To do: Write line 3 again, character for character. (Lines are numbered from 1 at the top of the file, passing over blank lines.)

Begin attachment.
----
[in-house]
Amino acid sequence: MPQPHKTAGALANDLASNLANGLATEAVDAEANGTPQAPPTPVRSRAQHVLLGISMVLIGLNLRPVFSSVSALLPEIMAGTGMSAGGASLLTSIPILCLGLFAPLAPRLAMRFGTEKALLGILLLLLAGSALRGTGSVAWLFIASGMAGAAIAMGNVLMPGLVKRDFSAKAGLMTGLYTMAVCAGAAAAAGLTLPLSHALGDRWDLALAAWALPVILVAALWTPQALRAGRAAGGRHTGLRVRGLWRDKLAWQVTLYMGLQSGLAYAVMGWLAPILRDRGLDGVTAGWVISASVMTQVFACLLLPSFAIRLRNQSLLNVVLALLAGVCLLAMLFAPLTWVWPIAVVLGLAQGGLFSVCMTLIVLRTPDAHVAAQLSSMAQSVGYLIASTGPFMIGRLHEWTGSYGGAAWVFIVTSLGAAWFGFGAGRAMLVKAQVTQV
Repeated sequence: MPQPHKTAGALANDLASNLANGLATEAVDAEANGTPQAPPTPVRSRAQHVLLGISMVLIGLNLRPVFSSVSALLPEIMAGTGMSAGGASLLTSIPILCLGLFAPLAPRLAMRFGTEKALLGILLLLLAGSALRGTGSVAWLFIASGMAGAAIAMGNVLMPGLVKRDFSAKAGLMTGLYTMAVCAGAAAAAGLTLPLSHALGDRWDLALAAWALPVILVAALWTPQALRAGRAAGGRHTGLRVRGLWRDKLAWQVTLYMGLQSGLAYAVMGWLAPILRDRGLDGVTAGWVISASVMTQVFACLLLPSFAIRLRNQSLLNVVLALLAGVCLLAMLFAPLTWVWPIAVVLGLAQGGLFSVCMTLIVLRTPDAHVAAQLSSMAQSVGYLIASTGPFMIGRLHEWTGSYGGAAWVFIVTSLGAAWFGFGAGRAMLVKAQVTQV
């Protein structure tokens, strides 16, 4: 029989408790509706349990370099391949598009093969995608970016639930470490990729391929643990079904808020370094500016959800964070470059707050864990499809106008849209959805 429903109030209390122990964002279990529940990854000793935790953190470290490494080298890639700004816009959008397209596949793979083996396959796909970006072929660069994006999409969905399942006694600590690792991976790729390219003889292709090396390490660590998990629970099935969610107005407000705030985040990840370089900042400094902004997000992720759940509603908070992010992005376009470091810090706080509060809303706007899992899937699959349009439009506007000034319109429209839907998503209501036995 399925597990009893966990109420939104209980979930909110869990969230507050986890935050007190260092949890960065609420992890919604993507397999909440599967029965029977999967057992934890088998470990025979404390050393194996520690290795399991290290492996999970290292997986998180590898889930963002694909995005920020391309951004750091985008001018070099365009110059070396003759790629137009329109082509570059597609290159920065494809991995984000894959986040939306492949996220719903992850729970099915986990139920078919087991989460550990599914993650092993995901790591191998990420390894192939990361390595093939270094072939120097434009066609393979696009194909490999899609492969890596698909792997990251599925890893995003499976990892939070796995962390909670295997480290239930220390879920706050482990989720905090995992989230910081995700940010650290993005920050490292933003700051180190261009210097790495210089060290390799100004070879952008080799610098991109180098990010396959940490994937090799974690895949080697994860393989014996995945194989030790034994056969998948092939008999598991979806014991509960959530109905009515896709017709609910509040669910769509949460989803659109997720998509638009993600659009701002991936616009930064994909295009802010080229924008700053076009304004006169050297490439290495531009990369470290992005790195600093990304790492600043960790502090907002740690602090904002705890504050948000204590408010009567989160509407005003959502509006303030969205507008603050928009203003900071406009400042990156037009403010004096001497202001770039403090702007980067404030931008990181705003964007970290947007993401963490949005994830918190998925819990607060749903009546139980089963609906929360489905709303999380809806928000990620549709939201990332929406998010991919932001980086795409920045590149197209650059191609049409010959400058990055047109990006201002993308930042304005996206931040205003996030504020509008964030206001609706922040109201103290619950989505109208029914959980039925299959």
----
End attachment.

Repeated sequence: MPQPHKTAGALANDLASNLANGLATEAVDAEANGTPQAPPTPVRSRAQHVLLGISMVLIGLNLRPVFSSVSALLPEIMAGTGMSAGGASLLTSIPILCLGLFAPLAPRLAMRFGTEKALLGILLLLLAGSALRGTGSVAWLFIASGMAGAAIAMGNVLMPGLVKRDFSAKAGLMTGLYTMAVCAGAAAAAGLTLPLSHALGDRWDLALAAWALPVILVAALWTPQALRAGRAAGGRHTGLRVRGLWRDKLAWQVTLYMGLQSGLAYAVMGWLAPILRDRGLDGVTAGWVISASVMTQVFACLLLPSFAIRLRNQSLLNVVLALLAGVCLLAMLFAPLTWVWPIAVVLGLAQGGLFSVCMTLIVLRTPDAHVAAQLSSMAQSVGYLIASTGPFMIGRLHEWTGSYGGAAWVFIVTSLGAAWFGFGAGRAMLVKAQVTQV